The state of Missouri is one of the most over-stored areas for big box retailers in the nation. Sam Walton boasted: “In the Springfield, Missouri area, for example, we had 40 stores within 100 miles.” As of the end of 2002, Missouri had 61 Wal-Mart discount stores, 53 supercenters and 14 Sam’s Clubs. Missouri also has 13 “dark stores” that Wal-Mart has shut down for larger quarters. So it is not surprising this week to learn that 100 residents of Ozark, MO showed up for a public hearing about a proposed Wal-Mart, saying they have enough big boxes already. Wal-Mart, as usual, has not confirmed plans for a second store in Ozark, but the rumors have been circulating for nearly ten months. According to the Springfield News-Leader, Wal-Mart foes in Ozark turned out hoping to push a supercenter proposal out of town. A supercenter is proposed on US 65 just south of town. The Hometown Merchants Association, which represents over 150 area businesses, expressed grave concerns about Wal-Mart’s plans. “My biggest fear,” said Donna Kennedy, head of the Merchants Association, “is 20 years from now, if things continue, there may only be two big grocery business here. With the small businesses all gone, what are the prices going to be?” The Missouri Grocers Association has also opposed the idea of giving a company with deep pockets tax breaks to build their store. The News-Leader reported that Ozark Alderman Mark Spinabella agreed: “My personal opinion is we have not offered any other businesses in Ozark a major incentive to come or to expand. Why should we offer Wal-Mart incentives to come?” The Mayor of the neighboring town of Nixa, which already has a Wal-Mart supercenter, estimated that as much as 16% of sales tax revenue in his town will be lost if a supercenter is built next door in Ozark. Local officials also worry that if a supercenter goes up in Ozark, the existing Wal-Mart discount store further down Route 65 will close. Of the 13 Wal-Mart’s sitting empty in Missouri, half of them have been on the market for at least three years. In West Plains, MO, City Administrator Royce Fugate told the newspaper that at least one business has closed each year since a Wal-Mart supercenter came to town in the mid 1990s. Just this past week, a family-owned grocery store in West Plains for 70 years, closed, leaving 25 people without jobs. The owner John Richards, told the News-Leader that the Wal-Mart Supercenter drove him out of business. “We kept our prices probably lower than we should have,” Richards said. “We had two in-store butchers, carried groceries to cars and did some delivery. We tried to emphasize those services….Anybody that initially sells what Wal-Mart’s core products are should be scared. Hardware, clothing, grocery, general merchandise stores … almost everything.” Another casualty in West Plains was the 105 year old Aid Hardware store, which went under in 1990. Despite the loss of these long-standing family businesses, West Plains officials, who helped bring Wal-Mart in in the first place, continue to claim the supercenter has increased revenue and brought in people from outside the area. The Mayor of West Plains, Joe Paul Evans, told reporters ” There’s still an area for the specialized store that gives service and knows their customers by name.” Right, like stores that sell hand-painted shoe laces. Meanwhile, the families that built up his town are now part of its history.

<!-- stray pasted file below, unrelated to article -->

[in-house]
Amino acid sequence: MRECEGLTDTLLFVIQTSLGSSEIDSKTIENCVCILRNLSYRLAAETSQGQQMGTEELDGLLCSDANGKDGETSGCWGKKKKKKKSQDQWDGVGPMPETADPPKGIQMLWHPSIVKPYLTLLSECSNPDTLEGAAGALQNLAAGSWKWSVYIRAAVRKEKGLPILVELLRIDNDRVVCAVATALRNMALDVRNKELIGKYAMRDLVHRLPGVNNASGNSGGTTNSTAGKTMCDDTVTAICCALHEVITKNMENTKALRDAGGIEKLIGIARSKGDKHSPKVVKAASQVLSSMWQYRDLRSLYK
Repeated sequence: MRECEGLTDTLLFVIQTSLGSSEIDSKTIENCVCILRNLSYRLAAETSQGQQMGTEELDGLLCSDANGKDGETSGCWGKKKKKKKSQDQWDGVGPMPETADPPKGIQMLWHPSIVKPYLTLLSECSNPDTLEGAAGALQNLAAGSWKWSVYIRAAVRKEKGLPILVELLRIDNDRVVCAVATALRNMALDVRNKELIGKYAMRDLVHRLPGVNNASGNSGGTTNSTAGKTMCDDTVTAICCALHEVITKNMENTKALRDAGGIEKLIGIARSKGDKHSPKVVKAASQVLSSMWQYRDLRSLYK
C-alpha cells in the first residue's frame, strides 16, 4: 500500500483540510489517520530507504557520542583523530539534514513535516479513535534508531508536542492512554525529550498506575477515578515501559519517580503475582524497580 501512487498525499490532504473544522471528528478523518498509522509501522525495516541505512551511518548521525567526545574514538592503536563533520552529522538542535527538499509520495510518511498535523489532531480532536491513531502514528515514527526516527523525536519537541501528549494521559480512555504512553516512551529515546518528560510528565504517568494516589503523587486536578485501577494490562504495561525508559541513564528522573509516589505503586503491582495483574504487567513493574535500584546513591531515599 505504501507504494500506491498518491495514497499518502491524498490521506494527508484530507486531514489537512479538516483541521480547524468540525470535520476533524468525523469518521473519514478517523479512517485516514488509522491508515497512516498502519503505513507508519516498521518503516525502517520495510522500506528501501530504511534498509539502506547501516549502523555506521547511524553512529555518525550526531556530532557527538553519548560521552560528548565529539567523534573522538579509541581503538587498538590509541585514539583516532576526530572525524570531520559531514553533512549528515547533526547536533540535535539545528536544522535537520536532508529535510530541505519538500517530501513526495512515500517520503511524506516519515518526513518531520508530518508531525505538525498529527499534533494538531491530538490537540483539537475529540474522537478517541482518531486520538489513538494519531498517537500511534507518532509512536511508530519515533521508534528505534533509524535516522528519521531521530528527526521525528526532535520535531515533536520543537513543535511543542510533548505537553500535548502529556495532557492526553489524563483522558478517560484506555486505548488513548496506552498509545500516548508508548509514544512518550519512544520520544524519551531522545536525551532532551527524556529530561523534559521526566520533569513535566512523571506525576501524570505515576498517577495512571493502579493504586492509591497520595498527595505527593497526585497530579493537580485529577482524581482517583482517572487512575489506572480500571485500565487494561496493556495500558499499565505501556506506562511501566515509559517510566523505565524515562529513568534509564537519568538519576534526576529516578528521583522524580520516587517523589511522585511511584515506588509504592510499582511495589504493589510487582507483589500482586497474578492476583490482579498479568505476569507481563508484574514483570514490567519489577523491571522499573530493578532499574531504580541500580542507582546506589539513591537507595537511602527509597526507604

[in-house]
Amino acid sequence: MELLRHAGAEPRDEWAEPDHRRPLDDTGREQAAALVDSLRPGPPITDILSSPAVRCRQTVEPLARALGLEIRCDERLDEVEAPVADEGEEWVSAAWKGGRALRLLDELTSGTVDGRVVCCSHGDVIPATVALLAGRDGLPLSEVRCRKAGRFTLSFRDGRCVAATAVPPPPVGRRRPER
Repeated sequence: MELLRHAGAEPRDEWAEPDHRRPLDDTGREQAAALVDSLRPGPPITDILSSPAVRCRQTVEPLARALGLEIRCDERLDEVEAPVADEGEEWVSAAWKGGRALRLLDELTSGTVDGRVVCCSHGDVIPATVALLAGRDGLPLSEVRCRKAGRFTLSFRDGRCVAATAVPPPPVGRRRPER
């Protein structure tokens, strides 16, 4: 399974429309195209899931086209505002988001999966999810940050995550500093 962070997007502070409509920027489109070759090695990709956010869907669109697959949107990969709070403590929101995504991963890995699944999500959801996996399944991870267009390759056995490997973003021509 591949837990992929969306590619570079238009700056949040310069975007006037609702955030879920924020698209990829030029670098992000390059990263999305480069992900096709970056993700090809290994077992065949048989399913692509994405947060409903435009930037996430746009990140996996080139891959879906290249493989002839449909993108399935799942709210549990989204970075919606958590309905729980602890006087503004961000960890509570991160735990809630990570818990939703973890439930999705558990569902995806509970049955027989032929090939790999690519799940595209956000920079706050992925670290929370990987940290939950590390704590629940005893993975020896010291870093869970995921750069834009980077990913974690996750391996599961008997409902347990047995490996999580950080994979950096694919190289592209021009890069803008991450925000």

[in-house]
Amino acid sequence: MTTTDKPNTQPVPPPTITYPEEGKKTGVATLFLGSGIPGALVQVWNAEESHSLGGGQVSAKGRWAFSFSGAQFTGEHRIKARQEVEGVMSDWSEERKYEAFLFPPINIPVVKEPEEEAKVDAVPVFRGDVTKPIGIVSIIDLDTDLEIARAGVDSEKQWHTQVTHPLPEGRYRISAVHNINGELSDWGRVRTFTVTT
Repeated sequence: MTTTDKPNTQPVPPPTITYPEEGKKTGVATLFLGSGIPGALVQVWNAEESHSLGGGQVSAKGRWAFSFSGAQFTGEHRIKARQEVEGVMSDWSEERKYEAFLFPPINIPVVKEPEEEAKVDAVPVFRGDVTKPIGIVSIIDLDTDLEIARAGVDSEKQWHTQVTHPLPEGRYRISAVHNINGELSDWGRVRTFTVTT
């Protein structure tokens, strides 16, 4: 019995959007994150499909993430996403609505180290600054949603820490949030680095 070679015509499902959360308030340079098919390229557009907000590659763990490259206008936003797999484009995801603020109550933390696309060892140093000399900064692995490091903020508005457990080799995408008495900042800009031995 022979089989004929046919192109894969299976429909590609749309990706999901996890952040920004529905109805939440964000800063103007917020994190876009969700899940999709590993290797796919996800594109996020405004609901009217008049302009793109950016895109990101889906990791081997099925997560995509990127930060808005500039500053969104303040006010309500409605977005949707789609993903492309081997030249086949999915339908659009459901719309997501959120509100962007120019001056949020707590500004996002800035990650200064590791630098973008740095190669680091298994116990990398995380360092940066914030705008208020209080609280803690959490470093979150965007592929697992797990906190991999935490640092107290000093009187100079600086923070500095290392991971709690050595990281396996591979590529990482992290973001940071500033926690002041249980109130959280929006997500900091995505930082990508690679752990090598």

I have rarely heard a Mayor who stumped to get a Wal-Mart into town ever publicly admit that they made a mistake. After all, this is how elections are lost. But towns like West Plains and Nixa must realize what is happening now. Their dreams of being a regional trade area, with people coming to shop from miles around, gets destroyed with each new Wal-Mart that gets built around them, and it becomes clear that the supercenter in their town was designed to clean the clock of businesses right in their town. “We became our own competition,” Sam Walton explained. Unfortunately, Mayors seems to be the last ones to get the picture. In the case of Ozark, to get a supercenter means closing down a discount store. The economic trade off is hardly worth it, since the supercenter will continue to force other existing merchants to shut down, and stop paying taxes. For contacts in Ozark, email [email protected] Search this database by “Missouri” for other local stories.